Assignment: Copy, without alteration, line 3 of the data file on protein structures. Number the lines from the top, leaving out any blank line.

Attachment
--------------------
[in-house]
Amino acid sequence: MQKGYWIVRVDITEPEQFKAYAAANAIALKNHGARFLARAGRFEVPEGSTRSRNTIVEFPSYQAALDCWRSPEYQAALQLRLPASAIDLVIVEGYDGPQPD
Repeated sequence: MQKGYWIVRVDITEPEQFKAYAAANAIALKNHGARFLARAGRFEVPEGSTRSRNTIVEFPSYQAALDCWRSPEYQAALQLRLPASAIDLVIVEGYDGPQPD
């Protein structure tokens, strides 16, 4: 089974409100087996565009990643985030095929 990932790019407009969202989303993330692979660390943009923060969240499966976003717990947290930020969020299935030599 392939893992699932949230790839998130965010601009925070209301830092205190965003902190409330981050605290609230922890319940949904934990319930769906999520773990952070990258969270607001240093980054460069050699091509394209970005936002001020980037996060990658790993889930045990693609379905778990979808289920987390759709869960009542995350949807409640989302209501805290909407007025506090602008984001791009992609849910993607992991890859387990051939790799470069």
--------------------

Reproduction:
Repeated sequence: MQKGYWIVRVDITEPEQFKAYAAANAIALKNHGARFLARAGRFEVPEGSTRSRNTIVEFPSYQAALDCWRSPEYQAALQLRLPASAIDLVIVEGYDGPQPD